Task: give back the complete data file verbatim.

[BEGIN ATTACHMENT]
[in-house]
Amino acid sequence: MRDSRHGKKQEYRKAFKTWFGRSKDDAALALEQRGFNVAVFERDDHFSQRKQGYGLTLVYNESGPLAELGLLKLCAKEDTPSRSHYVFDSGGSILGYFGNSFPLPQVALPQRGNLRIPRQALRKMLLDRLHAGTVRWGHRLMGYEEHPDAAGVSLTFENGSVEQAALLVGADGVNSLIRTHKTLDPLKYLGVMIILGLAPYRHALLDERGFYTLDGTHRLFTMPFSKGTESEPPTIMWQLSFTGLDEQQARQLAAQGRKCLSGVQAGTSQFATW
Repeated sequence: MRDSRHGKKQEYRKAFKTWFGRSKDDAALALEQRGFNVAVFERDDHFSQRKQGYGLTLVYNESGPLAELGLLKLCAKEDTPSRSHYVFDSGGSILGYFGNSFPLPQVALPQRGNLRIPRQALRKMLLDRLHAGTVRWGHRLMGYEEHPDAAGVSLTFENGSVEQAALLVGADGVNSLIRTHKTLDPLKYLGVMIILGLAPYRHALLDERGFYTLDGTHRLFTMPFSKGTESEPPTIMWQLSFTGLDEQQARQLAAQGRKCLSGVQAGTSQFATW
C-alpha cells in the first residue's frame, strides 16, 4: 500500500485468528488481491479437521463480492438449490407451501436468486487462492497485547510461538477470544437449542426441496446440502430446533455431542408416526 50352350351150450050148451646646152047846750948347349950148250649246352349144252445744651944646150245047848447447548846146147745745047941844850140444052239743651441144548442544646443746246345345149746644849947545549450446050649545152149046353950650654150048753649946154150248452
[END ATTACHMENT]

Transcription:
[in-house]
Amino acid sequence: MRDSRHGKKQEYRKAFKTWFGRSKDDAALALEQRGFNVAVFERDDHFSQRKQGYGLTLVYNESGPLAELGLLKLCAKEDTPSRSHYVFDSGGSILGYFGNSFPLPQVALPQRGNLRIPRQALRKMLLDRLHAGTVRWGHRLMGYEEHPDAAGVSLTFENGSVEQAALLVGADGVNSLIRTHKTLDPLKYLGVMIILGLAPYRHALLDERGFYTLDGTHRLFTMPFSKGTESEPPTIMWQLSFTGLDEQQARQLAAQGRKCLSGVQAGTSQFATW
Repeated sequence: MRDSRHGKKQEYRKAFKTWFGRSKDDAALALEQRGFNVAVFERDDHFSQRKQGYGLTLVYNESGPLAELGLLKLCAKEDTPSRSHYVFDSGGSILGYFGNSFPLPQVALPQRGNLRIPRQALRKMLLDRLHAGTVRWGHRLMGYEEHPDAAGVSLTFENGSVEQAALLVGADGVNSLIRTHKTLDPLKYLGVMIILGLAPYRHALLDERGFYTLDGTHRLFTMPFSKGTESEPPTIMWQLSFTGLDEQQARQLAAQGRKCLSGVQAGTSQFATW
C-alpha cells in the first residue's frame, strides 16, 4: 500500500485468528488481491479437521463480492438449490407451501436468486487462492497485547510461538477470544437449542426441496446440502430446533455431542408416526 50352350351150450050148451646646152047846750948347349950148250649246352349144252445744651944646150245047848447447548846146147745745047941844850140444052239743651441144548442544646443746246345345149746644849947545549450446050649545152149046353950650654150048753649946154150248452